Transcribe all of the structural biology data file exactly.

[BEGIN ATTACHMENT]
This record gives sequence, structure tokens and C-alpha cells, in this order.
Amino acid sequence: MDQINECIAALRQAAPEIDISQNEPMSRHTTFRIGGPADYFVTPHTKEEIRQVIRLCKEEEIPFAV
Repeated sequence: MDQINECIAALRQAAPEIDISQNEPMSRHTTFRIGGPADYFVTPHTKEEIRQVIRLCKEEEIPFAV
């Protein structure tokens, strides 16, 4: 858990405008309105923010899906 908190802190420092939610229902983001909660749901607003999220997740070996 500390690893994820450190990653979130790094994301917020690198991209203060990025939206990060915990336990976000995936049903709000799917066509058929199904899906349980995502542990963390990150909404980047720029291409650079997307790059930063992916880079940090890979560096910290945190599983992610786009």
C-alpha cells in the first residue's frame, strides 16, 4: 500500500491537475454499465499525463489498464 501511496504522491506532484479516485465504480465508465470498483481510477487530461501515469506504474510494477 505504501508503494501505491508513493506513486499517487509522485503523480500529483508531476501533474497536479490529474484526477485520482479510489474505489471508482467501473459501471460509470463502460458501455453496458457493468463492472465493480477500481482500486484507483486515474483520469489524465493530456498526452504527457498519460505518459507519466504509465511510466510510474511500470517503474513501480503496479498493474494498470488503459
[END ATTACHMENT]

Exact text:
This record gives sequence, structure tokens and C-alpha cells, in this order.
Amino acid sequence: MDQINECIAALRQAAPEIDISQNEPMSRHTTFRIGGPADYFVTPHTKEEIRQVIRLCKEEEIPFAV
Repeated sequence: MDQINECIAALRQAAPEIDISQNEPMSRHTTFRIGGPADYFVTPHTKEEIRQVIRLCKEEEIPFAV
């Protein structure tokens, strides 16, 4: 858990405008309105923010899906 908190802190420092939610229902983001909660749901607003999220997740070996 500390690893994820450190990653979130790094994301917020690198991209203060990025939206990060915990336990976000995936049903709000799917066509058929199904899906349980995502542990963390990150909404980047720029291409650079997307790059930063992916880079940090890979560096910290945190599983992610786009």
C-alpha cells in the first residue's frame, strides 16, 4: 500500500491537475454499465499525463489498464 501511496504522491506532484479516485465504480465508465470498483481510477487530461501515469506504474510494477 505504501508503494501505491508513493506513486499517487509522485503523480500529483508531476501533474497536479490529474484526477485520482479510489474505489471508482467501473459501471460509470463502460458501455453496458457493468463492472465493480477500481482500486484507483486515474483520469489524465493530456498526452504527457498519460505518459507519466504509465511510466510510474511500470517503474513501480503496479498493474494498470488503459